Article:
I’m grateful to my fellow researcher Christine Hoey for sending me the link to a document describing the monument to Ann Champain in St Helen’s church, Abingdon. Apparently the memorial, dated 1804, for which Ann left instructions in her will (see the previous post) was (according to this writer anyway) ‘a lamentable figure of Hope on a Greek stela; an early and poor work by Sir Richard Westmacott, who could do far better even in his youth.’

Richard Westmacott (via Creative Commons, npg.org.uk)

Richard Westmacott (via Creative Commons, npg.org.uk)

As Christine notes, the same document also mentions a memorial, dated 1780, in the same church, to an Elizabeth Hawkins. The writer is rather more appreciative of this monument, sculpted by John Hickey of London, which she describes as ‘the large and best work by a sculptor much admired by [Edmund] Burke of whom he did the only known busts’. She concludes that the memorial to Elizabeth Hawkins is ‘of its kind…one of the finest monuments in England’.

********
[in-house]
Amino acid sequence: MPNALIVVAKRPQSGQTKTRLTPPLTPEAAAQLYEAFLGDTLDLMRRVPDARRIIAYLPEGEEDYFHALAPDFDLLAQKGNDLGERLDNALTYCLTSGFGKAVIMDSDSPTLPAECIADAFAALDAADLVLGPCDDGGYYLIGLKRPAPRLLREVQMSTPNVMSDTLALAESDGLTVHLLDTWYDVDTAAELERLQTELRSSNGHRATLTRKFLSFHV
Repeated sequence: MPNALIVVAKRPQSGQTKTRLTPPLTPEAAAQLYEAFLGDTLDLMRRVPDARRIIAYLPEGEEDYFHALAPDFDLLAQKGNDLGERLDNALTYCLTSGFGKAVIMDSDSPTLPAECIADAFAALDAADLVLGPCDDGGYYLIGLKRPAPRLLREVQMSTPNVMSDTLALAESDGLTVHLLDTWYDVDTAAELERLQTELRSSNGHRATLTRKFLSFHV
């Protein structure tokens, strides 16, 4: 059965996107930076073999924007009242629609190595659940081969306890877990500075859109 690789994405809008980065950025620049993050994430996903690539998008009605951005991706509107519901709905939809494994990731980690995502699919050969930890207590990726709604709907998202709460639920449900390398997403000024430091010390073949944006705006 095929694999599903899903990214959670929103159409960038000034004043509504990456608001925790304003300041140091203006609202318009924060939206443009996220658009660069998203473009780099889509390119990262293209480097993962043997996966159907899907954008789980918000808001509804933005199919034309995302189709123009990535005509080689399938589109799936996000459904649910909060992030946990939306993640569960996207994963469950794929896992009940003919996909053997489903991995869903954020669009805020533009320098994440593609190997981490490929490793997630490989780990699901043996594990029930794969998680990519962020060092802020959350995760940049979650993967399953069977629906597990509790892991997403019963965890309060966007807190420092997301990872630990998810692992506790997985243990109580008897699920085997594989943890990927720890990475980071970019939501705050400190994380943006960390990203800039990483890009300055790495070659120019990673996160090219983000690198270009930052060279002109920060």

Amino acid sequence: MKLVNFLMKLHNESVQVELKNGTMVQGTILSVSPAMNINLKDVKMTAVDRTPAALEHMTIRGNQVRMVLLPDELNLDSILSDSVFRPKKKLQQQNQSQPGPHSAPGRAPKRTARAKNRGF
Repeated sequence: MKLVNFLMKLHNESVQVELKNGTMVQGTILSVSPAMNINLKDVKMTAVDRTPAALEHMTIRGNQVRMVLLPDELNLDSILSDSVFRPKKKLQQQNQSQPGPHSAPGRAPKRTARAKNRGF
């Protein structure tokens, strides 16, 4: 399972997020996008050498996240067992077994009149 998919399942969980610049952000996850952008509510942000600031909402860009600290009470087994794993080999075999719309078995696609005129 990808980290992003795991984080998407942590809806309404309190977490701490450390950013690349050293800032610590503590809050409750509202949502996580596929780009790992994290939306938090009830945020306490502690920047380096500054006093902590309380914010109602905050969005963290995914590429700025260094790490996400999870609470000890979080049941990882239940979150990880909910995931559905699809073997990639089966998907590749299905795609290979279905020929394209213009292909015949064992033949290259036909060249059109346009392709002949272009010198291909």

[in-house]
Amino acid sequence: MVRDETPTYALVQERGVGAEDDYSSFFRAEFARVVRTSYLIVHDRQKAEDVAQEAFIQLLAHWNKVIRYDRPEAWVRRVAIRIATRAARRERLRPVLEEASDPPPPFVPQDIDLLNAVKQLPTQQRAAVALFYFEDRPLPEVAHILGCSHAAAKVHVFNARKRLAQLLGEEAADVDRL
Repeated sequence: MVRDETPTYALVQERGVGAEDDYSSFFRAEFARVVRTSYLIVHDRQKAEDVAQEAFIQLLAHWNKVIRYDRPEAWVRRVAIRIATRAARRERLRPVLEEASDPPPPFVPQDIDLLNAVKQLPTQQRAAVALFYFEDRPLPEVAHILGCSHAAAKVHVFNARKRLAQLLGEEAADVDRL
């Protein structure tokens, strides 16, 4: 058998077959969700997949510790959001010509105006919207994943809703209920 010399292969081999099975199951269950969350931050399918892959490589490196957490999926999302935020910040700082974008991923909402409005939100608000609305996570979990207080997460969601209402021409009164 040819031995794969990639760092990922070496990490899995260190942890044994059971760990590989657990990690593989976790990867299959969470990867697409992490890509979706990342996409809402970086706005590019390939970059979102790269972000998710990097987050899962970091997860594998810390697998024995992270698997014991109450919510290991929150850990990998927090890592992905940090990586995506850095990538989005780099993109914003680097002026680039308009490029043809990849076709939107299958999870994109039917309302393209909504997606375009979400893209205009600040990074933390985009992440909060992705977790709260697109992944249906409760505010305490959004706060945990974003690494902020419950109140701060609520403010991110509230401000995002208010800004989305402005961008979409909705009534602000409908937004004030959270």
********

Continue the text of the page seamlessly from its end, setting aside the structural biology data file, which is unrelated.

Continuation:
Monument to Elizabeth Hawkins in St Helen's church, Abingdon (via flickr.com)

Monument to Elizabeth Hawkins in St Helen’s church, Abingdon (via flickr.com)

Christine wonders whether Elizabeth Hawkins had any connection with either of the two wives of James Champain, both of whom had the maiden name Hawkins and both of whom were from Abingdon. I’ve found Elizabeth’s will, made in 1780, which gives instructions for her monument in St Helen’s church. In the course of a long will, she also leaves an annuity of five pounds to Ann Champain, daughter of Mr James Champain of Weymouth, Dorset, strongly suggesting a link with his family. Reference is also made in the will to William Hawkins Esquire and his ‘reputed’ and ‘natural’ children by his housekeeper, Elizabeth Blake. In an earlier post, I speculated that William Hawkins might also have been the father of James Champain’s first wife Hannah.